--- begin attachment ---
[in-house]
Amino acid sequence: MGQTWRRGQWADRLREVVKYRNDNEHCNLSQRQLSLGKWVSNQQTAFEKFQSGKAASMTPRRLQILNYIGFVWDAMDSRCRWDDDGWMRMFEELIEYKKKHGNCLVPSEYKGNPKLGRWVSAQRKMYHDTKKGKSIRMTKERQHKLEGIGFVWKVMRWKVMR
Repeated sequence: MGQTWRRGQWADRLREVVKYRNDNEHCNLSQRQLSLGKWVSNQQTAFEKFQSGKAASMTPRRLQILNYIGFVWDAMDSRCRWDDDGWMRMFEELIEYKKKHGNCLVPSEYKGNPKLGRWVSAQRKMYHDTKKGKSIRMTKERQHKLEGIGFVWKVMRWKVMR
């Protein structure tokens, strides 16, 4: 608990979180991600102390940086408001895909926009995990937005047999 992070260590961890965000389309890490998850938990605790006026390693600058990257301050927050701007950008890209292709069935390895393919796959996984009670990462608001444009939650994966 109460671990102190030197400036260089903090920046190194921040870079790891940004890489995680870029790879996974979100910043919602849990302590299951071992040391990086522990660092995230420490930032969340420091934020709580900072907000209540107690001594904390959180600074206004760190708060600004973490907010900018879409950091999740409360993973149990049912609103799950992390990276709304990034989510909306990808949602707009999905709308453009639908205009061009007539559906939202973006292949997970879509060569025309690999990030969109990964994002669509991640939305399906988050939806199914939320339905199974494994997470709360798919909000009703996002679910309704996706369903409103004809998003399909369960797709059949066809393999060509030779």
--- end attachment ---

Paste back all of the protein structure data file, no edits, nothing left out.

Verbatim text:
[in-house]
Amino acid sequence: MGQTWRRGQWADRLREVVKYRNDNEHCNLSQRQLSLGKWVSNQQTAFEKFQSGKAASMTPRRLQILNYIGFVWDAMDSRCRWDDDGWMRMFEELIEYKKKHGNCLVPSEYKGNPKLGRWVSAQRKMYHDTKKGKSIRMTKERQHKLEGIGFVWKVMRWKVMR
Repeated sequence: MGQTWRRGQWADRLREVVKYRNDNEHCNLSQRQLSLGKWVSNQQTAFEKFQSGKAASMTPRRLQILNYIGFVWDAMDSRCRWDDDGWMRMFEELIEYKKKHGNCLVPSEYKGNPKLGRWVSAQRKMYHDTKKGKSIRMTKERQHKLEGIGFVWKVMRWKVMR
């Protein structure tokens, strides 16, 4: 608990979180991600102390940086408001895909926009995990937005047999 992070260590961890965000389309890490998850938990605790006026390693600058990257301050927050701007950008890209292709069935390895393919796959996984009670990462608001444009939650994966 109460671990102190030197400036260089903090920046190194921040870079790891940004890489995680870029790879996974979100910043919602849990302590299951071992040391990086522990660092995230420490930032969340420091934020709580900072907000209540107690001594904390959180600074206004760190708060600004973490907010900018879409950091999740409360993973149990049912609103799950992390990276709304990034989510909306990808949602707009999905709308453009639908205009061009007539559906939202973006292949997970879509060569025309690999990030969109990964994002669509991640939305399906988050939806199914939320339905199974494994997470709360798919909000009703996002679910309704996706369903409103004809998003399909369960797709059949066809393999060509030779």